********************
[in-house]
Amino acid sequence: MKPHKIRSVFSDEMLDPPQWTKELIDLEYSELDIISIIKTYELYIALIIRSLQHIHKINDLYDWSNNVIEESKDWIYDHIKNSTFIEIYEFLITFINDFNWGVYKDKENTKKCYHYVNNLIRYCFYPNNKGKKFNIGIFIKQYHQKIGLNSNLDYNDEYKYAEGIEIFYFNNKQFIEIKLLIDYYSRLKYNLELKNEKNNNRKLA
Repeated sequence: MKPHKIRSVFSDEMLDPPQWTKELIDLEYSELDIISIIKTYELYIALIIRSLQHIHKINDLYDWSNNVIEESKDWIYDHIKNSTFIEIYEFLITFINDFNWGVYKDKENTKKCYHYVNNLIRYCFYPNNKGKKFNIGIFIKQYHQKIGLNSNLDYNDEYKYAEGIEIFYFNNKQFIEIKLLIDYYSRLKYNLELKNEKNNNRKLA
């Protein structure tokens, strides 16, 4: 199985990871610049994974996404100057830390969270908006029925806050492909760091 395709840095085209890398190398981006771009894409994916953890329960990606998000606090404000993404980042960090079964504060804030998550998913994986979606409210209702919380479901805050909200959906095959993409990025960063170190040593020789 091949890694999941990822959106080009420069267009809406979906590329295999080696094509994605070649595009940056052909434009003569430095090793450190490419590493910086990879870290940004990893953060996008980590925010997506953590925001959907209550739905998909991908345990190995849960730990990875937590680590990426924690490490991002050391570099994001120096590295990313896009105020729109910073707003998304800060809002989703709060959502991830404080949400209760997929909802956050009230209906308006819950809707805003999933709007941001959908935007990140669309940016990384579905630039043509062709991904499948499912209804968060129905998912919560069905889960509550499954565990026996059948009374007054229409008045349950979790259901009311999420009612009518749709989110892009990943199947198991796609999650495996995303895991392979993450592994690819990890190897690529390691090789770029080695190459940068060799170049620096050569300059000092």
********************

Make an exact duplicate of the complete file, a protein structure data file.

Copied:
[in-house]
Amino acid sequence: MKPHKIRSVFSDEMLDPPQWTKELIDLEYSELDIISIIKTYELYIALIIRSLQHIHKINDLYDWSNNVIEESKDWIYDHIKNSTFIEIYEFLITFINDFNWGVYKDKENTKKCYHYVNNLIRYCFYPNNKGKKFNIGIFIKQYHQKIGLNSNLDYNDEYKYAEGIEIFYFNNKQFIEIKLLIDYYSRLKYNLELKNEKNNNRKLA
Repeated sequence: MKPHKIRSVFSDEMLDPPQWTKELIDLEYSELDIISIIKTYELYIALIIRSLQHIHKINDLYDWSNNVIEESKDWIYDHIKNSTFIEIYEFLITFINDFNWGVYKDKENTKKCYHYVNNLIRYCFYPNNKGKKFNIGIFIKQYHQKIGLNSNLDYNDEYKYAEGIEIFYFNNKQFIEIKLLIDYYSRLKYNLELKNEKNNNRKLA
């Protein structure tokens, strides 16, 4: 199985990871610049994974996404100057830390969270908006029925806050492909760091 395709840095085209890398190398981006771009894409994916953890329960990606998000606090404000993404980042960090079964504060804030998550998913994986979606409210209702919380479901805050909200959906095959993409990025960063170190040593020789 091949890694999941990822959106080009420069267009809406979906590329295999080696094509994605070649595009940056052909434009003569430095090793450190490419590493910086990879870290940004990893953060996008980590925010997506953590925001959907209550739905998909991908345990190995849960730990990875937590680590990426924690490490991002050391570099994001120096590295990313896009105020729109910073707003998304800060809002989703709060959502991830404080949400209760997929909802956050009230209906308006819950809707805003999933709007941001959908935007990140669309940016990384579905630039043509062709991904499948499912209804968060129905998912919560069905889960509550499954565990026996059948009374007054229409008045349950979790259901009311999420009612009518749709989110892009990943199947198991796609999650495996995303895991392979993450592994690819990890190897690529390691090789770029080695190459940068060799170049620096050569300059000092």